Voters in Clawson and Rockwood have rejected proposed ordinances that would have allowed recreational cannabis retailers to set up shop in the two metro Detroit suburbs.
Elections in those communities and others Tuesday night continued a track record of local voters taking a negative view of cannabis businesses close to home even as majorities broadly favor its legalization.
In Clawson, a proposed ordinance that would have allowed recreational cannabis retailers was defeated by city voters Tuesday, with 60.4 percent voting no on Proposal 1, according to unofficial election results.
A second and more expansive marijuana ballot proposal in Clawson would have allowed four recreational marijuana retailers, three growers, one processor, one licensed cannabis transport company and a marijuana testing compliance facility within Clawson’s borders.
Clawson voters rejected Proposal 2, with 61.1 percent voting no.
In Rockwood, voters in the Downriver community rejected a proposed amendment to the city charter that would have allowed medical marijuana dispensaries to operate and establish a city department to license and regulate medicinal marijuana sales.
The ordinance failed 58.2 percent (no) to 41.8 percent of voters who voted yes, according to unofficial results from the Wayne County clerk’s office.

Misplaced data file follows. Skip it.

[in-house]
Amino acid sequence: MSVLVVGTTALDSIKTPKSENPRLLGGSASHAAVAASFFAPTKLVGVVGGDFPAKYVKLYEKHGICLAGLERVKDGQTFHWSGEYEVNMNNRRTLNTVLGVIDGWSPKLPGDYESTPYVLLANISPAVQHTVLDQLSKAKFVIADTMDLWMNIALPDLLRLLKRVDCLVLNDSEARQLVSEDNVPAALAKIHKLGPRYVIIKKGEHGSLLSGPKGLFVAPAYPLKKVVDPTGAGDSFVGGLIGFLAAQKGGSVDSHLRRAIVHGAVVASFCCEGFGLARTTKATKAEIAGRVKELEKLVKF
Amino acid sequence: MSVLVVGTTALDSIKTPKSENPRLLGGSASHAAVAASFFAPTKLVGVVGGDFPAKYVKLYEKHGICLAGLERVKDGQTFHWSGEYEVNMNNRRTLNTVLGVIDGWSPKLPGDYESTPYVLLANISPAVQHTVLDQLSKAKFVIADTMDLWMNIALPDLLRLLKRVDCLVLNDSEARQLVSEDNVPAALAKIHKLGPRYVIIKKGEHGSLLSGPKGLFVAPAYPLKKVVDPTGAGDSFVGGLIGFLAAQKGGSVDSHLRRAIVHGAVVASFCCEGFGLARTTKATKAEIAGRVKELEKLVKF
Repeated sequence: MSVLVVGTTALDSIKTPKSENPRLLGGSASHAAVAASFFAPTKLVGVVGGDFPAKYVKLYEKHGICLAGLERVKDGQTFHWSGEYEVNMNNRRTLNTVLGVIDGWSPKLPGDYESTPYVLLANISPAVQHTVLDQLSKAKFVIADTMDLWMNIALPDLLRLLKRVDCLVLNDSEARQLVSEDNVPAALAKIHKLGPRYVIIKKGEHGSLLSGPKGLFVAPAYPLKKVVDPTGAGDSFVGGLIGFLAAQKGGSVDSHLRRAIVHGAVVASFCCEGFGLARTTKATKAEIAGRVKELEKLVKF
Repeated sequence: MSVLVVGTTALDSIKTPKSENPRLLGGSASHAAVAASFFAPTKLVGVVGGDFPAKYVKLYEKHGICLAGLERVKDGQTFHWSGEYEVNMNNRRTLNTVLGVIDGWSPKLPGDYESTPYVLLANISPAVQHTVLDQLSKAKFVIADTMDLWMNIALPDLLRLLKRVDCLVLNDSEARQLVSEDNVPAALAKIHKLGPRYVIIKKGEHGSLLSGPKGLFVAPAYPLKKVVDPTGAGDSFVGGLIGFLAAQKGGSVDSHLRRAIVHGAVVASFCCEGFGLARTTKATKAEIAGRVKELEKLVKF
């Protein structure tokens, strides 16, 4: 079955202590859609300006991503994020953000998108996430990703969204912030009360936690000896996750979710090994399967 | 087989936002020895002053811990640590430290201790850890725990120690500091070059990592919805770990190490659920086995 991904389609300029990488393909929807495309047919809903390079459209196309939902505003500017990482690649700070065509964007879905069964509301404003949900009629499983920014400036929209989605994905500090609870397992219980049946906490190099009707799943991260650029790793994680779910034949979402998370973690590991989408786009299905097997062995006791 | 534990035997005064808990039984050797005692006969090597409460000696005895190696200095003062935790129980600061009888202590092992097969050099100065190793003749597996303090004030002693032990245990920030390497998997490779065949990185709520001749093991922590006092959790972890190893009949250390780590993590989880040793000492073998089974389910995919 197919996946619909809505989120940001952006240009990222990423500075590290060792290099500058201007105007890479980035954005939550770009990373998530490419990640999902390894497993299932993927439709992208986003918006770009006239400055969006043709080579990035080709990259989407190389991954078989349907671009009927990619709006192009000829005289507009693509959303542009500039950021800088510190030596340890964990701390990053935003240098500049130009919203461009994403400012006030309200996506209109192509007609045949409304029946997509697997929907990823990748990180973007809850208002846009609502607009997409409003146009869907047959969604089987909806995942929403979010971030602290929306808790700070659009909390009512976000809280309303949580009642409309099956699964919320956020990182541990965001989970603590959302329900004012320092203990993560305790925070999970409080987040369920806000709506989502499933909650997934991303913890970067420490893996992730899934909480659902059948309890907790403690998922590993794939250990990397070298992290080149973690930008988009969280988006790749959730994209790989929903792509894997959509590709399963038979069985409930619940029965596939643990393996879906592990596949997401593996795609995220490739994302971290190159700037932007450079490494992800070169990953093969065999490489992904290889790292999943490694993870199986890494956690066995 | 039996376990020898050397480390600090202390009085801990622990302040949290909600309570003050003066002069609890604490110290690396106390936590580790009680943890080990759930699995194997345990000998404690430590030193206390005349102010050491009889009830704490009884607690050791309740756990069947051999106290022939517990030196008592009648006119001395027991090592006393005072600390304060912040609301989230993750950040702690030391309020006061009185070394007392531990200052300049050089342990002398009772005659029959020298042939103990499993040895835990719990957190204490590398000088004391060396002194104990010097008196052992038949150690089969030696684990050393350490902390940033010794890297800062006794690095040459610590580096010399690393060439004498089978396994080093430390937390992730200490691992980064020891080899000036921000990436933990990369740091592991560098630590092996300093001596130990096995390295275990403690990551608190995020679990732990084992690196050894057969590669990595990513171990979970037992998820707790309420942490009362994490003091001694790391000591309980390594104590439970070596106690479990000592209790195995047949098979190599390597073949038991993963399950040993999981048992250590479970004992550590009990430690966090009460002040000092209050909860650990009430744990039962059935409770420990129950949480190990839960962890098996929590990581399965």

Rockwood and Clawson’s municipal elections were two of a handful of cities across Michigan that had marijuana business-related proposals on local ballots Tuesday.
Voters in Lapeer were to decide whether to ban recreational marijuana businesses and sales and only allow cannabis to be sold by licensed medicinal provisioning centers. The city’s ordinance currently allows six recreational retailers, as well as unlimited growers and processors.
In Perry in Shiawassee County, voters were to decide whether to allow medical marijuana businesses and if the city should establish a new department to regulate them.
In Potterville southwest of Lansing, voters opted to keep a ban in place on cannabis sales in the Eaton County city of 2,700 residents.
Potterville’s voters rejected an ordinance that would have repealed an earlier ordinance prohibiting regulated retail cannabis sales in the city.
The Potterville ordinance failed with 55.7 percent voting no and 44.3 percent of voters in favor of the ballot proposal, according to unofficial results from the Eaton County clerk’s office.
Check back later for an update on results from Lapeer and Perry.